Tips For Employment Lawyers: Spotting a False Claims Act Case

I’m renewing my Membership in the National Employment Lawyers Association today, even though, strictly speaking, I don’t handle very much in the way of traditional employment law.  I work with employment lawyers to handle False Claims Cases and just attended the organization’s outstanding conference in Atlanta.

It’s amazing how willing lawyers are to share their experience and expertise with each other—especially this group of employment lawyers. They work together to make sure that everyone is well informed and can help represent the people who need their help.

At the conference, I learned a lot about what employment lawyers need from those of us who handle whistleblower reward and False Claims Act cases.  It may seem obvious, but I got a lot of requests to learn what to look for, and how to explain to the people in the law office who have the difficult job of screening cases to try to determine what kind of claim the client may have.  Many lawyers I speak with wanted to make sure that they and the people answering the phone can be at least a little prepared to see if there is the possibility of a qui tam matter.

Word of the idea of being a whistleblower has spread. Smaller cities may have large health care facilities, nursing homes, or hospices.  Rural health care uses government funds. Defense Contractors have facilities throughout the country, and the government it seems is building something almost everywhere.  As a result, more people want to know what may create a case under the False Claims Act.

False Claims Basics for Employment Lawyers

Of course, there are some basics, which can help lawyers to ask and potential clients to know how to answer:

  • The source of the money is important. Is the company/healthcare facility/fraudster obtaining funds from Medicare or another government program? Many states now have False Claims Acts so a State program may provide the basis for a case. If the company is a subcontractor amendments to the False Claims Act have made it more possible to file a case than in years past, even when the sub contractor did not directly get paid by the government, but rather by the prime.
  • What did they lie about or falsify to get the money? It can strengthen the case if there is some form of “certification” or statement that the company makes explicitly to obtain funds.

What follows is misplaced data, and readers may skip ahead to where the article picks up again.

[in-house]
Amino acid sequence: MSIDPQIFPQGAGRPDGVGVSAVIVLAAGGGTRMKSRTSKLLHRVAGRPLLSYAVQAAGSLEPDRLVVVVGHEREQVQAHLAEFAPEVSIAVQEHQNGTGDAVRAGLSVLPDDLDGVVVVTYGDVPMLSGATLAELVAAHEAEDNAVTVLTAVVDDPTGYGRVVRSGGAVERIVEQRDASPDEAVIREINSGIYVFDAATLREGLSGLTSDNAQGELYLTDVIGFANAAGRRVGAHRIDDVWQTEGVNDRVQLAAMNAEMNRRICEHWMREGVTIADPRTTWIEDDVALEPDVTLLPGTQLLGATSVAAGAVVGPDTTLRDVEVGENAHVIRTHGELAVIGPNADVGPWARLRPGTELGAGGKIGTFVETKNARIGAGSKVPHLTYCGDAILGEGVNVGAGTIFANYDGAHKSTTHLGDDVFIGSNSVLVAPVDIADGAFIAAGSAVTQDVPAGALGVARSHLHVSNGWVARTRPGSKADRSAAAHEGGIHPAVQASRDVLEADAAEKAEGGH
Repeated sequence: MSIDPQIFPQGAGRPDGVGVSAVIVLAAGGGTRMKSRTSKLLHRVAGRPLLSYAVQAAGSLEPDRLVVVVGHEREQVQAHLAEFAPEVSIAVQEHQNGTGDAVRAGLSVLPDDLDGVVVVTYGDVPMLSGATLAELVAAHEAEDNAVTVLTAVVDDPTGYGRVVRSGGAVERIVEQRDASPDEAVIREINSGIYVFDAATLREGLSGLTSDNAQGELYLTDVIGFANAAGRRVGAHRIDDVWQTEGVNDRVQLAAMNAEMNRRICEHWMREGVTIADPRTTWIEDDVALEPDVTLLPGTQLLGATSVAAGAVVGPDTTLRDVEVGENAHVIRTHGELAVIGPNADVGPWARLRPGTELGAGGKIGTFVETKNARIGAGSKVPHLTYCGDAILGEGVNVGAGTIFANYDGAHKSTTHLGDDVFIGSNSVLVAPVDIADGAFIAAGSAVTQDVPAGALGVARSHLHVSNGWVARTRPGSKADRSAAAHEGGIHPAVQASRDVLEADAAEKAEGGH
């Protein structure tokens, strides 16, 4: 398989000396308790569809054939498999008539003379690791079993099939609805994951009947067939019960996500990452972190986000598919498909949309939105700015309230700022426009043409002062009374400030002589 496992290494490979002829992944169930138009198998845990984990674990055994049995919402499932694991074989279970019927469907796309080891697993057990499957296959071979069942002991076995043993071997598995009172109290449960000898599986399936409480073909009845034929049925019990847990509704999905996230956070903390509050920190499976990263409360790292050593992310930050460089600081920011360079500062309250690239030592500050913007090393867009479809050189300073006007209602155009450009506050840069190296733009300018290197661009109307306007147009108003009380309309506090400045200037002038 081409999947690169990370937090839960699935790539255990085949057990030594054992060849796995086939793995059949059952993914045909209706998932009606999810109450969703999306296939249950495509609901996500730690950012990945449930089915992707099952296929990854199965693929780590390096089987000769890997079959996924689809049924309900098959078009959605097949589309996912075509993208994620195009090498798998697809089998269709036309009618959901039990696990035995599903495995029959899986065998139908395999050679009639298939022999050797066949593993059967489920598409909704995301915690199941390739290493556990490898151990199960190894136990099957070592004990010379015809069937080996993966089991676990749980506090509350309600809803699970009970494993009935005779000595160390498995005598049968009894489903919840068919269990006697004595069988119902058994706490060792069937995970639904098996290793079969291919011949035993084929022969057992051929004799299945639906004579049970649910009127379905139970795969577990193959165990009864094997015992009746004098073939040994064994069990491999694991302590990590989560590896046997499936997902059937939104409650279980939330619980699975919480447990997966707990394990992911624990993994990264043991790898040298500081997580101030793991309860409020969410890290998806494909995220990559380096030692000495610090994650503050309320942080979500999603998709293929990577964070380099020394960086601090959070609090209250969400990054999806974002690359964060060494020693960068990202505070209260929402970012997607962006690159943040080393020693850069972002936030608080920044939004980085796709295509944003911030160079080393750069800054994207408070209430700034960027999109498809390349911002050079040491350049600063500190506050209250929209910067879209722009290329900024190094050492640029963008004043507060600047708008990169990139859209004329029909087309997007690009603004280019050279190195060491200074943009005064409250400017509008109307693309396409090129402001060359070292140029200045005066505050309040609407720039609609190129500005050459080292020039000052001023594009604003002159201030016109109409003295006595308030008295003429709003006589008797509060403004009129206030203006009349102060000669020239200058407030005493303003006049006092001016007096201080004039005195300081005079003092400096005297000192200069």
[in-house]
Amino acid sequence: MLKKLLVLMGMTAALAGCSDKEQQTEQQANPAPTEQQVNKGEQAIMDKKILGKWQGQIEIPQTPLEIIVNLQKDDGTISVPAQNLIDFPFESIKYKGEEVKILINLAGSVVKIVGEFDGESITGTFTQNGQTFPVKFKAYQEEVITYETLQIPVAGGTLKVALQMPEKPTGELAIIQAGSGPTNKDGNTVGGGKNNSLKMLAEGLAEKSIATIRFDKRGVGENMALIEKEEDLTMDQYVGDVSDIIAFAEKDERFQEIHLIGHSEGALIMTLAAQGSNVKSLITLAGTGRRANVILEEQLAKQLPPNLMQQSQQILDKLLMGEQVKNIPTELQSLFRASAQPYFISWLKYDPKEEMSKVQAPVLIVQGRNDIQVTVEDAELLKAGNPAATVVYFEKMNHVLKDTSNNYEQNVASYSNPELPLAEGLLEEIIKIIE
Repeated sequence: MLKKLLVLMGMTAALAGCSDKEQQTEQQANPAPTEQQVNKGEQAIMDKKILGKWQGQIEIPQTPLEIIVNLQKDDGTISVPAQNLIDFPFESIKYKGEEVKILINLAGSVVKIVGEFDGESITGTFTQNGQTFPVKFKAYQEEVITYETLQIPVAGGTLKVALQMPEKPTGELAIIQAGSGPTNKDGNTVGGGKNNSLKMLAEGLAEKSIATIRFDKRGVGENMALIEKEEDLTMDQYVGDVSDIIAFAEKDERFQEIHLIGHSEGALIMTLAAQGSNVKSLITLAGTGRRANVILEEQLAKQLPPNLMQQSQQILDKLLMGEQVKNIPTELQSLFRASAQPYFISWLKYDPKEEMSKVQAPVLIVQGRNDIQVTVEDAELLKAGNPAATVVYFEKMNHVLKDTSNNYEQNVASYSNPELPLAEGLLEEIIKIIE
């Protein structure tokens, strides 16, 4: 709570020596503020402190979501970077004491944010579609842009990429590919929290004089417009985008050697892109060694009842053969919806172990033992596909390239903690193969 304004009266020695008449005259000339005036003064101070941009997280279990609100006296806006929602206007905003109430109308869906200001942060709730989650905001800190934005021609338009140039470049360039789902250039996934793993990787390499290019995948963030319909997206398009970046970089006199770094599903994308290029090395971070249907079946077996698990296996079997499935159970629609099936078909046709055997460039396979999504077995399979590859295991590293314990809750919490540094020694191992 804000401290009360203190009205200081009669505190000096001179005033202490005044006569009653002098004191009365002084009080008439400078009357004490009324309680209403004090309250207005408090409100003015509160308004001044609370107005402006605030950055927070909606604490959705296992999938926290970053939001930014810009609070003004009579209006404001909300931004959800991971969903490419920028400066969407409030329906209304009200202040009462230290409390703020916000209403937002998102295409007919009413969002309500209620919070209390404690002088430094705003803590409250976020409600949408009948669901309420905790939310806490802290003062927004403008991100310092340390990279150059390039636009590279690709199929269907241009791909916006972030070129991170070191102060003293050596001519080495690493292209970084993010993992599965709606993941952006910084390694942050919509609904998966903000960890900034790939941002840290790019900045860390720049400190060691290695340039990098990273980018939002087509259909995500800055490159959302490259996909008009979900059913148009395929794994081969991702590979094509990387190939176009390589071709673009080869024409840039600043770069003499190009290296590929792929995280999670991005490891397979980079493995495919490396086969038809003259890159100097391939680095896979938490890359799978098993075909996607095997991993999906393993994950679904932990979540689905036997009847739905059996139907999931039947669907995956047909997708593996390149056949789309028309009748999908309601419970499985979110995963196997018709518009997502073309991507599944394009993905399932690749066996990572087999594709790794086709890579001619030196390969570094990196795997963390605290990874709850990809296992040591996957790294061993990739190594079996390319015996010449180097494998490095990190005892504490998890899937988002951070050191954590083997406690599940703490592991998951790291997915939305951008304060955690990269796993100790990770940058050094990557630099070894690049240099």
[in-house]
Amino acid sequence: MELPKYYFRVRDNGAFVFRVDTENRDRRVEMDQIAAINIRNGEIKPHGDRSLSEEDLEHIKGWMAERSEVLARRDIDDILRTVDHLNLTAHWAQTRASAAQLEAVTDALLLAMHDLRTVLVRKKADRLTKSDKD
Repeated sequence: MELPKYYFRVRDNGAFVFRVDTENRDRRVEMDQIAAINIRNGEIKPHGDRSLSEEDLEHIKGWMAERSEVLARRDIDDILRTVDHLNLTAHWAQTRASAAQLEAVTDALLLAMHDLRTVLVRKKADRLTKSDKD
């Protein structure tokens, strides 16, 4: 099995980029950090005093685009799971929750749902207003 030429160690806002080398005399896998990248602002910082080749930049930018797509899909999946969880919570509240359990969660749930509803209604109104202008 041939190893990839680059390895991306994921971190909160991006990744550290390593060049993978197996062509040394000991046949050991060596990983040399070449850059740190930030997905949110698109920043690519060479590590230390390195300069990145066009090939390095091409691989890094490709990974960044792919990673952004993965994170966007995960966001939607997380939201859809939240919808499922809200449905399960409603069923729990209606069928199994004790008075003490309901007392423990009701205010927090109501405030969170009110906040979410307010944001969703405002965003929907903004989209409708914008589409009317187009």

Under the False Claims Act everything starts with knowing how a defendant obtained money from the government. It can, unfortunately, get complicated very quickly. From the standpoint of screening, though, —of being able to say pretty quickly this is not a False Claims Case and moving on to another issue, —just knowing if in fact there was a misrepresentation of some kind to obtain money from the government is important.

Health Care False Claims

By far the greatest number of cases are in health care.

If it’s just bad practices or even malpractice, that alone is not going to make a False Claims case. If there are facts that relate to the misrepresentation and to a government source of funds, it becomes important to delve into the systematic nature of the effort to obtain money through false claims. For example:

  • Were the activities those of a rogue manager or were higher ups also involved in directing people to charge?
  • Is the billing centralized in a department that likes to “up code” every bill that goes out of the hospital?
  • Who told the prospective whistleblower how to bill or what to bill?
  • Did they even perform the service they billed to the government?

Government Contractor False Claims

If it’s not a health care case, the more the client knows about the contract between the government entity and the contractor, the better. For example:

  • What specifically did the contract require?
  • What did the contractor lie about either to obtain the contract or in the performance of the contract?
  • Did any government official approve the billing or the work done under the contract?
  • Did somebody lie to the contracting officer?


Then damages (what the government, not what your client, lost) get tricky, but sometimes the client may know a lot about this too, so ask:

  • How much was the contract?
  • How much did the government lose as a result of this case?
  • If it’s a health care case or really any other case it can be helpful to know if the fraud creates an ongoing safety or health issue as well. No U.S. Attorney wants a medical center committing fraud and endangering patients in her back yard.

There is a lot to ask about with respect to filing and determining if a case is worth pursuing. Before it is possible to get to the second level and determine if it is a good case and if there is enough money involved to make it worthwhile for a client and attorney to pursue, it is certainly worth seeing if you can establish the lie for the money and the source of the funds.